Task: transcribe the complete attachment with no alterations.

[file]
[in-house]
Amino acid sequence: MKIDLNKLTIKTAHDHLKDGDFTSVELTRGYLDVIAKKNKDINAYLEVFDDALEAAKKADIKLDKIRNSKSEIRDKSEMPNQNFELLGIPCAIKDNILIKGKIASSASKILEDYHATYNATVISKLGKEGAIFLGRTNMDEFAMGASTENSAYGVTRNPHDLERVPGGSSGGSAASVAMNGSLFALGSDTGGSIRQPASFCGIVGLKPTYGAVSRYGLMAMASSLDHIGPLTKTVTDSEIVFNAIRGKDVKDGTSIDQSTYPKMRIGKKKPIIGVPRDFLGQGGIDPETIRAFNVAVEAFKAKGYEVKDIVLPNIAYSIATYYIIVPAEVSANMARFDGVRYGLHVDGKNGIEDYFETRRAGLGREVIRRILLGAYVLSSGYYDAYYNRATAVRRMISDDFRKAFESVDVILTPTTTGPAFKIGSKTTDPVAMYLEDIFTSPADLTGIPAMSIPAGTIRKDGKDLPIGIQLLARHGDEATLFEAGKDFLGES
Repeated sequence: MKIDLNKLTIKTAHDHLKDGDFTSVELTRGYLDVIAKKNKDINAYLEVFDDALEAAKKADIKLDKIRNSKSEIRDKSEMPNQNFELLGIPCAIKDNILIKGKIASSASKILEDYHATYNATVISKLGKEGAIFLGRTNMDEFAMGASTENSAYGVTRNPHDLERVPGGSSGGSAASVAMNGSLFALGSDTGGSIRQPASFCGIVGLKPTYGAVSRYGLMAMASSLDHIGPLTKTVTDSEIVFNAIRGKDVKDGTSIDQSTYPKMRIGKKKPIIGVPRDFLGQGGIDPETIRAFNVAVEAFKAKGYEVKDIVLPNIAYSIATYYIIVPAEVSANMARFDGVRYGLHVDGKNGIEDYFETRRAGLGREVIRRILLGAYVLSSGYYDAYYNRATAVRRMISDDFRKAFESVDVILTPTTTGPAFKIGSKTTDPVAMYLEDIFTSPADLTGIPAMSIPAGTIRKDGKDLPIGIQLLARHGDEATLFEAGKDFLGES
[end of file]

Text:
[in-house]
Amino acid sequence: MKIDLNKLTIKTAHDHLKDGDFTSVELTRGYLDVIAKKNKDINAYLEVFDDALEAAKKADIKLDKIRNSKSEIRDKSEMPNQNFELLGIPCAIKDNILIKGKIASSASKILEDYHATYNATVISKLGKEGAIFLGRTNMDEFAMGASTENSAYGVTRNPHDLERVPGGSSGGSAASVAMNGSLFALGSDTGGSIRQPASFCGIVGLKPTYGAVSRYGLMAMASSLDHIGPLTKTVTDSEIVFNAIRGKDVKDGTSIDQSTYPKMRIGKKKPIIGVPRDFLGQGGIDPETIRAFNVAVEAFKAKGYEVKDIVLPNIAYSIATYYIIVPAEVSANMARFDGVRYGLHVDGKNGIEDYFETRRAGLGREVIRRILLGAYVLSSGYYDAYYNRATAVRRMISDDFRKAFESVDVILTPTTTGPAFKIGSKTTDPVAMYLEDIFTSPADLTGIPAMSIPAGTIRKDGKDLPIGIQLLARHGDEATLFEAGKDFLGES
Repeated sequence: MKIDLNKLTIKTAHDHLKDGDFTSVELTRGYLDVIAKKNKDINAYLEVFDDALEAAKKADIKLDKIRNSKSEIRDKSEMPNQNFELLGIPCAIKDNILIKGKIASSASKILEDYHATYNATVISKLGKEGAIFLGRTNMDEFAMGASTENSAYGVTRNPHDLERVPGGSSGGSAASVAMNGSLFALGSDTGGSIRQPASFCGIVGLKPTYGAVSRYGLMAMASSLDHIGPLTKTVTDSEIVFNAIRGKDVKDGTSIDQSTYPKMRIGKKKPIIGVPRDFLGQGGIDPETIRAFNVAVEAFKAKGYEVKDIVLPNIAYSIATYYIIVPAEVSANMARFDGVRYGLHVDGKNGIEDYFETRRAGLGREVIRRILLGAYVLSSGYYDAYYNRATAVRRMISDDFRKAFESVDVILTPTTTGPAFKIGSKTTDPVAMYLEDIFTSPADLTGIPAMSIPAGTIRKDGKDLPIGIQLLARHGDEATLFEAGKDFLGES